It’s the week before חנוכה and spellcheck has decided Hanukkah is the correct spelling in English.
At least one thing should be easier this year, with that problem decided.
In Jerusalem, Israel, before we began preparing for Hanukkah, international visitors took priority.
The President of Chad Idriss Deby dropped by for a quick visit.
Seems it went well, as our Israeli PM is planning a trip to Chad soon to set up diplomatic relations which were severed in 1972.
The President of Czech Republic Milos Zeman and his wife were here on a state visit.
The Czech delegation got the presidential treatment with flags flying and state dinners and lunch. Zeman brought along a large entourage, making for long motorcades on the Jerusalem streets.
The third Jewish Media Summit was held in Jerusalem, with over 100 people coming to join us from 30 countries. It included days of intense sessions, listening, talking, travelling and eating. I found it interesting how new social media has been accepted and promoted along with conventional journalism, so very different from the past Jewish Media Summits. For a change I decided to sit at Beit Hanasi with President Rivlin and our group and use this GPO photo.
I am not sure how many in Jerusalem noticed those visitors. But as more of these signs have popped up, Jerusalem residents will notice the city is going digital. Quick and easy service, no standing in line for municipal services. Sounds good, we will have to see how that goes.
The renovation in Kikar Tzion, Zion Square, after being a construction site all summer, seems to have gone well.
The copycat five shekel coffee and food place on Ben Yehuda Street seems not to be doing well. This one was closed midday, as the original 5 shekel Cofix announced joining with Rami Levy for future projects.
It was time to prepare for Hanukkah in Jerusalem.
Thousands of big people were sitting on little chairs and watching hours of Hanukkah song and dance performances by young children.
Did you get your Hanukkah stamps? The Israel- US joint venture was launched earlier this month.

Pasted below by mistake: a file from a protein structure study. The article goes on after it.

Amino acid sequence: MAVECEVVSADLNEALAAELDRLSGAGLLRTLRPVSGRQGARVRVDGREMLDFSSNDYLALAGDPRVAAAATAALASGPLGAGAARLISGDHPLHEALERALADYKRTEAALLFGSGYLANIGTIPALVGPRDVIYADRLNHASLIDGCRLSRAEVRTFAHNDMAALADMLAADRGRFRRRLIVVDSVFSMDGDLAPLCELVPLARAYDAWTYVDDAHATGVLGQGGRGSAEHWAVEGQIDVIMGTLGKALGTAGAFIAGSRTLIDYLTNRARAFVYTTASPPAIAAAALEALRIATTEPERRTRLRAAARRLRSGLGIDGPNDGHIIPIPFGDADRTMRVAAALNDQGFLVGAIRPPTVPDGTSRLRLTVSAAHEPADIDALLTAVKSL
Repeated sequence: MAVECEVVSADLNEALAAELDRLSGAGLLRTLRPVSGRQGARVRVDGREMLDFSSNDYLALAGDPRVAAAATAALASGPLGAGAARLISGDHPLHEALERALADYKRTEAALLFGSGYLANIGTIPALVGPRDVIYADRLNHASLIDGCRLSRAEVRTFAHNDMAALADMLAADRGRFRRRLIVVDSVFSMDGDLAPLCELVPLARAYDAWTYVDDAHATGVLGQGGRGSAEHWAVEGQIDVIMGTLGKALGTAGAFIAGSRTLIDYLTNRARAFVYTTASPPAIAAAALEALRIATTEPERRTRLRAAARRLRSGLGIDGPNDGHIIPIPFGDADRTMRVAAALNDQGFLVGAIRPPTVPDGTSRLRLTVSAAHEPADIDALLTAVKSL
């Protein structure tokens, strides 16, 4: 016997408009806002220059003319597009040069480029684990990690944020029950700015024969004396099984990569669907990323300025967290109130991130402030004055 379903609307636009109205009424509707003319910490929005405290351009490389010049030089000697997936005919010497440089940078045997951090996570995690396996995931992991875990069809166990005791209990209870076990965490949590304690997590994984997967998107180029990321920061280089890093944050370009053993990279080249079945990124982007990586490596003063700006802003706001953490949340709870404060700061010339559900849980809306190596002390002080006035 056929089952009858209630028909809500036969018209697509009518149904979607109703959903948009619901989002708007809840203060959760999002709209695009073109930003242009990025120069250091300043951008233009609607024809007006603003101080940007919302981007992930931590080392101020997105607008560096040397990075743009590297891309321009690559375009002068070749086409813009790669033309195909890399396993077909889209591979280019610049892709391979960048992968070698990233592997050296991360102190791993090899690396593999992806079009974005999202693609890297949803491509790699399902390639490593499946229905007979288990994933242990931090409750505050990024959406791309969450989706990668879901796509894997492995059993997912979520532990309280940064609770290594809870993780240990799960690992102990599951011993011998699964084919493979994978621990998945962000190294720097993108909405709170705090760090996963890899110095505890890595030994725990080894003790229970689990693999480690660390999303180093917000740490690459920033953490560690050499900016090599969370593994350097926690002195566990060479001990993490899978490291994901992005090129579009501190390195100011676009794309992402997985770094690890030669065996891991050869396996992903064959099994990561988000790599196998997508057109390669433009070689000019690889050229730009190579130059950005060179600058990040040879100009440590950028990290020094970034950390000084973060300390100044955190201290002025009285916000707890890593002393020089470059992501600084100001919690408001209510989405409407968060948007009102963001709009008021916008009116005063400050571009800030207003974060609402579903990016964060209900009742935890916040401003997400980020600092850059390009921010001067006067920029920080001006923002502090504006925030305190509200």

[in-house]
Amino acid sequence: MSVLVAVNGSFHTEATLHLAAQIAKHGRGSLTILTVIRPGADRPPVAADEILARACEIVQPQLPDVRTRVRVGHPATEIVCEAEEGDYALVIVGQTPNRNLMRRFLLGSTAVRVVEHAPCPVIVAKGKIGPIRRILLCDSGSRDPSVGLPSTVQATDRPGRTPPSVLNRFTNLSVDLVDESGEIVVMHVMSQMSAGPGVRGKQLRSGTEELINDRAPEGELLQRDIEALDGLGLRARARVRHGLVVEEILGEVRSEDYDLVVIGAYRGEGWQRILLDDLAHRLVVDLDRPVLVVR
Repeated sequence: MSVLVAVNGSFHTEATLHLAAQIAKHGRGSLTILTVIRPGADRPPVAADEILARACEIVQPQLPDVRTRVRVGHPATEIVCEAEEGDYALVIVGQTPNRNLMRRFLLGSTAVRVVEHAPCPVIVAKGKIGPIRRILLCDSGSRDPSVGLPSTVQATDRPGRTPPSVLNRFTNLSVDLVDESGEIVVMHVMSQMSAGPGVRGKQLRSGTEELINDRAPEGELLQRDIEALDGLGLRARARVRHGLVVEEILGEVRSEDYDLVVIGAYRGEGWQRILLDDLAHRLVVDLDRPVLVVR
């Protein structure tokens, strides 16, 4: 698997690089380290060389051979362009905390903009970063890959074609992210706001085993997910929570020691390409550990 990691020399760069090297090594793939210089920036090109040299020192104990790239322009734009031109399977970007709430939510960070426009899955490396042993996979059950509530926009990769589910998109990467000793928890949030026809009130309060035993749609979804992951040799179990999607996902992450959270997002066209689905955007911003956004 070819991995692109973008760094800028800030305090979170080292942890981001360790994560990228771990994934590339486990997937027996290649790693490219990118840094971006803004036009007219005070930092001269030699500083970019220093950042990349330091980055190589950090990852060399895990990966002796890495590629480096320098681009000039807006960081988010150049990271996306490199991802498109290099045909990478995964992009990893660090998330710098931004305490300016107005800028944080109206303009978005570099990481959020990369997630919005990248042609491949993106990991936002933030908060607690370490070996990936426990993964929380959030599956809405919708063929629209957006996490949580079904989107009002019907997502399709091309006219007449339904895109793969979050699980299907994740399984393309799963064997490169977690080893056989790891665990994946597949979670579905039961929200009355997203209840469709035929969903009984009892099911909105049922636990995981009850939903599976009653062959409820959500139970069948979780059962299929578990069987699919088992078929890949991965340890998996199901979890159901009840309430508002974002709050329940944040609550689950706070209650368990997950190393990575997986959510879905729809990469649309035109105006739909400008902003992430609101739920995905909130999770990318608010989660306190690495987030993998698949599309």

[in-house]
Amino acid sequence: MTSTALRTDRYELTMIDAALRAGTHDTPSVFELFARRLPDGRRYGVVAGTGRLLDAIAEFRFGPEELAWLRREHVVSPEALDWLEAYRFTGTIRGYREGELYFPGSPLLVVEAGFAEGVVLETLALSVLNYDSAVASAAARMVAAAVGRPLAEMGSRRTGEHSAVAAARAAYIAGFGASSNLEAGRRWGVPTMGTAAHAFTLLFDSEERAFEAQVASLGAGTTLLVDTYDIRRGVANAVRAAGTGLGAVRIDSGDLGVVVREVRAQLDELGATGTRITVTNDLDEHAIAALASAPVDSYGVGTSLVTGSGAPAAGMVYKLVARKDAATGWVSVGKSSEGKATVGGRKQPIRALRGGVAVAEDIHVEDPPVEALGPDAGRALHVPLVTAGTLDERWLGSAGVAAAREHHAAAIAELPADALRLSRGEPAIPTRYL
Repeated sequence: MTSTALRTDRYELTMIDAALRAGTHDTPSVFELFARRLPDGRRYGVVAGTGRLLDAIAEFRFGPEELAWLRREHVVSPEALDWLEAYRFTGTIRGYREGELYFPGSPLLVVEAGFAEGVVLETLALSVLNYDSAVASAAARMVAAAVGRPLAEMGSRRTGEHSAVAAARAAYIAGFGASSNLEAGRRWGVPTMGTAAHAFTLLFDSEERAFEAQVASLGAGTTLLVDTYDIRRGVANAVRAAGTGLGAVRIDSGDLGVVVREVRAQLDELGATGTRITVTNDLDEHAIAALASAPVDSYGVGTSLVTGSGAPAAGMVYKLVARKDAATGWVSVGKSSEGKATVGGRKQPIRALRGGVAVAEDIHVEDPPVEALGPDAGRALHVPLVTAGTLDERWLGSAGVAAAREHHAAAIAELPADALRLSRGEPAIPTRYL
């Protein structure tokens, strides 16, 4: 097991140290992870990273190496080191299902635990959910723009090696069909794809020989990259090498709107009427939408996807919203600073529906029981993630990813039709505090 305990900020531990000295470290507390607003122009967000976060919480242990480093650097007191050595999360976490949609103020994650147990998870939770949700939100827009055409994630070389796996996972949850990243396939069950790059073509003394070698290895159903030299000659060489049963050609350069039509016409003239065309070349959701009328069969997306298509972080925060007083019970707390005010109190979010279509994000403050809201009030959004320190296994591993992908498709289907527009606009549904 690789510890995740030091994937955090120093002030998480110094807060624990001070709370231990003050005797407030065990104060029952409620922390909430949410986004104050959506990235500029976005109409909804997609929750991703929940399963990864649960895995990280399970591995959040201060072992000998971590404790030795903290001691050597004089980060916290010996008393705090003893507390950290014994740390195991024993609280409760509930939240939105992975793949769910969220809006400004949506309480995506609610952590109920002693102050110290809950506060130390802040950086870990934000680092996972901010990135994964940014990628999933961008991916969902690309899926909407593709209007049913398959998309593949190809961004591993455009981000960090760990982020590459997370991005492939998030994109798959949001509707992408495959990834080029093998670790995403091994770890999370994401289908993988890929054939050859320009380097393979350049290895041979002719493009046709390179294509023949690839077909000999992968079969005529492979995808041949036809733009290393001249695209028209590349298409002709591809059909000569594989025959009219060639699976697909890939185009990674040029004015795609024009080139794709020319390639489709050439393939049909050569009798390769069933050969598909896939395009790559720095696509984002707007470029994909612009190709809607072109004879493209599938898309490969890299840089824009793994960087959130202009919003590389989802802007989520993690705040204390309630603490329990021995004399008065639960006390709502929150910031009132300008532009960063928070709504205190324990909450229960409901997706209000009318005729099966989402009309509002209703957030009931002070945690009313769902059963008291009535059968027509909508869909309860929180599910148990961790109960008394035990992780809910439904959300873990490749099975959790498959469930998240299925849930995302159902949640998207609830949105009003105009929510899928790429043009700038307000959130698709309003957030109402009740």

Jerusalem supermarkets have displays with hanukkiot, Hanukkah menorahs.
Shop windows are ready with Hanukkah gift suggestions.
The Waldorf Astoria Jerusalem readied their large hanukkia last week,
and a gold and silver hanukkia was on display in this window.
Electric hanuikkot are lining some busy Jerusalem intersections.
The hanukkia is up and ready for another year at the Kotel, Western Wall.
Hanukkah celebrations are planned for the week in various Jerusalem neighborhoods.
The Chabad hanukkiot have been placed on corners all around Jerusalem.
And donuts, almost everywhere suffganiot of all types can be found.
I am looking forward to something new this year for Hanukkah. The Jerusalem Hanukkah Parade is to include 8 giant balloons like the Macy’s Thanksgiving Parade. Hard to imagine a Golden Dragon with over 200 people holding it as it proceeds down Jerusalem streets. That is a sight I want to see and share.
And we had two weddings this week.
With all the good, the crazy, the busy, so much happening in Jerusalem.
It is both easy and hard to write this post every year.
Finding something new?
That is easy.
Look up and see a lit hanukia, Hanukkah menorah,
in a new and unusual location.
This year there were flags
flying high above the hanukia outside Beit Hanasi,
the Israeli President’s Residence.
US flags were hung along with the hanukia street decorations,
ready for the visit of US Vice-President Pence.
The visit was postponed until next month,
and those extra flags were removed.
Dozens of these blue signs remained.
Plus, there is a full-size bus covered with this message,
but I’m sorry, it went by so fast I missed the photo.
Trump’s speech on Jerusalem was a distraction for some,
but for most, the eight days of Hanukkah
involved lighting a personal hanukia at home.
On the last night of Hanukkah,
tens of thousands arrived in the Old City
to see performers with torches on fire
and special lights at Jaffa Gate.
Spinning dreydels were a favorite new decoration.
Hundreds of tour groups worked their way slowly through
the narrow alleyways of the Old City.
A photo-op of a man sitting by his candles
or windows up above the streets,
caused the crowds to slow to a standstill.
In the Jewish Quarter, the Hurva Synagogue was lit up.
A constant flow of people came and went
to and from the Kotel,
the Western Wall Plaza, during holidays.
As every year the large hanukia,
is a photo highlight.
This was one photo I was not anticipating,
a re-enactment of the Jewish Temple priests lighting the Temple menorah.
At classic spots, it was hard to get a clear shot,
as cell phone cameras were in use by the thousands.
One wall had a projection of the Macabees in days of old.
The crowds at Mamilla Mall for lighting were impressive.
Hundreds came each night,
the recent warnings of danger did not affect enthusiasm.
Tourists from near and far gathered to celebrate
the last night of Hanukkah.
Only the warm weather seemed out of the ordinary.
These Habad vans were part of a convoy,
pulling large electric hanukiot.
Too bad I did not get a good position for a video,
they changed colors as the music blasted.
Habad has brought the lights of Hanukkah
out to main streets all around the world.
But in Jerusalem, and around Israel,
there is more than candles and oil lights.
Special suffganiot, those fried decorated donuts
filled store window displays,
and were consumed by the millions.
See that little hand reaching for one more?
For one last time until next year,